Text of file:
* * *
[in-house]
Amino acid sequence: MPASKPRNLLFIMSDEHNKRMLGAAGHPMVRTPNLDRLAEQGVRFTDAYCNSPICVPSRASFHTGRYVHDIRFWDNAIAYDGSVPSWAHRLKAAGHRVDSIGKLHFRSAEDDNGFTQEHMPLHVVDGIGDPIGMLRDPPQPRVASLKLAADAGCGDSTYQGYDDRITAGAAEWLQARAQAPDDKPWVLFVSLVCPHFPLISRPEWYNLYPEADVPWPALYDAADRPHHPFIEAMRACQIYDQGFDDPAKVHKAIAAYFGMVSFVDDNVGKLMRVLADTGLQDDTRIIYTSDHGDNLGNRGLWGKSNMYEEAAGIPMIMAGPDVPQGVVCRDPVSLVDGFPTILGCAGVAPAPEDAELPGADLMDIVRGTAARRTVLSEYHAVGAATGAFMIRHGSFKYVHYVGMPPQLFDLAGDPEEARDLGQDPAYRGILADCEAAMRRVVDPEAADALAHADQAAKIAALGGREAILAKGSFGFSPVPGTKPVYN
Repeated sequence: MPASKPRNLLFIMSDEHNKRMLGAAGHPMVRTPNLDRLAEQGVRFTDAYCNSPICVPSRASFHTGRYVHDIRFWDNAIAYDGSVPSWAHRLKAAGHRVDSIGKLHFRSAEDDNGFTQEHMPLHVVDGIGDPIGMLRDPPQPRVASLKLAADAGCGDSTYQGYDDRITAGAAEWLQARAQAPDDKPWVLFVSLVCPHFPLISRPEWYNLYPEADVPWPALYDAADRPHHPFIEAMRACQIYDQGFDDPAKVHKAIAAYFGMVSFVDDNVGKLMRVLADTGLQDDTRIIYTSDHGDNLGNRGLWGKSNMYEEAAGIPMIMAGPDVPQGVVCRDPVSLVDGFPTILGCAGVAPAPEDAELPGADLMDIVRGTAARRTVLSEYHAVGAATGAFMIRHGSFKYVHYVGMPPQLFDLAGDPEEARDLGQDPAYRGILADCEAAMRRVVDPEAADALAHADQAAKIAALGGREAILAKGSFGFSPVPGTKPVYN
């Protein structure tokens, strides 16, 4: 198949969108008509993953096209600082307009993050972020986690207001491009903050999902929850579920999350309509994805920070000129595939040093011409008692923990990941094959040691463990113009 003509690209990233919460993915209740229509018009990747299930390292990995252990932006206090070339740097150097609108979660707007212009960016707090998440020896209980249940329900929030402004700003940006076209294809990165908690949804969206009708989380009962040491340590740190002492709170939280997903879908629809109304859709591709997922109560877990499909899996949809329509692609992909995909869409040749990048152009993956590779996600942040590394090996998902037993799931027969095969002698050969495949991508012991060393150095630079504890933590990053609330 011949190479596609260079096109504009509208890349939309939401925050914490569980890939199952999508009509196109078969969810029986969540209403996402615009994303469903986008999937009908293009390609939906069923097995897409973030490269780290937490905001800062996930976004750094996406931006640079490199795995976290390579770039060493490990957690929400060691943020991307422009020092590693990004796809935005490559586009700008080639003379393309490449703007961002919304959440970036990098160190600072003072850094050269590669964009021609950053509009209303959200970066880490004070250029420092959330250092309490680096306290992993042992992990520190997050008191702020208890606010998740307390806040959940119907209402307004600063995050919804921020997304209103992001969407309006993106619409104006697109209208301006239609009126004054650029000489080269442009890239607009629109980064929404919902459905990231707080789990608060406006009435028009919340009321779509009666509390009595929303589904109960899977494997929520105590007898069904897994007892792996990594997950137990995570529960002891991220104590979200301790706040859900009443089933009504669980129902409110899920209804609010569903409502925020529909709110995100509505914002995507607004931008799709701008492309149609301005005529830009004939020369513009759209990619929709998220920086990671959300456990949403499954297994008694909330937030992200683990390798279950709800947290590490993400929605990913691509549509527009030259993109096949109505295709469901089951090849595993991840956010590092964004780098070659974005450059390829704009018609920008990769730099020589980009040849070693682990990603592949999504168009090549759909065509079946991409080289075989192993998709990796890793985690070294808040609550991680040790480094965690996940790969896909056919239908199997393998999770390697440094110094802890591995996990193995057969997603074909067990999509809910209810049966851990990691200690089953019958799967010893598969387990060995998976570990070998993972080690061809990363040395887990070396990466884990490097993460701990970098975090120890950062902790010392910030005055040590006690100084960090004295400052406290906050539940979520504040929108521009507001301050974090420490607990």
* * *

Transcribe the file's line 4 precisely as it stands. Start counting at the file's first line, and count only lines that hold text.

């Protein structure tokens, strides 16, 4: 198949969108008509993953096209600082307009993050972020986690207001491009903050999902929850579920999350309509994805920070000129595939040093011409008692923990990941094959040691463990113009 003509690209990233919460993915209740229509018009990747299930390292990995252990932006206090070339740097150097609108979660707007212009960016707090998440020896209980249940329900929030402004700003940006076209294809990165908690949804969206009708989380009962040491340590740190002492709170939280997903879908629809109304859709591709997922109560877990499909899996949809329509692609992909995909869409040749990048152009993956590779996600942040590394090996998902037993799931027969095969002698050969495949991508012991060393150095630079504890933590990053609330 011949190479596609260079096109504009509208890349939309939401925050914490569980890939199952999508009509196109078969969810029986969540209403996402615009994303469903986008999937009908293009390609939906069923097995897409973030490269780290937490905001800062996930976004750094996406931006640079490199795995976290390579770039060493490990957690929400060691943020991307422009020092590693990004796809935005490559586009700008080639003379393309490449703007961002919304959440970036990098160190600072003072850094050269590669964009021609950053509009209303959200970066880490004070250029420092959330250092309490680096306290992993042992992990520190997050008191702020208890606010998740307390806040959940119907209402307004600063995050919804921020997304209103992001969407309006993106619409104006697109209208301006239609009126004054650029000489080269442009890239607009629109980064929404919902459905990231707080789990608060406006009435028009919340009321779509009666509390009595929303589904109960899977494997929520105590007898069904897994007892792996990594997950137990995570529960002891991220104590979200301790706040859900009443089933009504669980129902409110899920209804609010569903409502925020529909709110995100509505914002995507607004931008799709701008492309149609301005005529830009004939020369513009759209990619929709998220920086990671959300456990949403499954297994008694909330937030992200683990390798279950709800947290590490993400929605990913691509549509527009030259993109096949109505295709469901089951090849595993991840956010590092964004780098070659974005450059390829704009018609920008990769730099020589980009040849070693682990990603592949999504168009090549759909065509079946991409080289075989192993998709990796890793985690070294808040609550991680040790480094965690996940790969896909056919239908199997393998999770390697440094110094802890591995996990193995057969997603074909067990999509809910209810049966851990990691200690089953019958799967010893598969387990060995998976570990070998993972080690061809990363040395887990070396990466884990490097993460701990970098975090120890950062902790010392910030005055040590006690100084960090004295400052406290906050539940979520504040929108521009507001301050974090420490607990």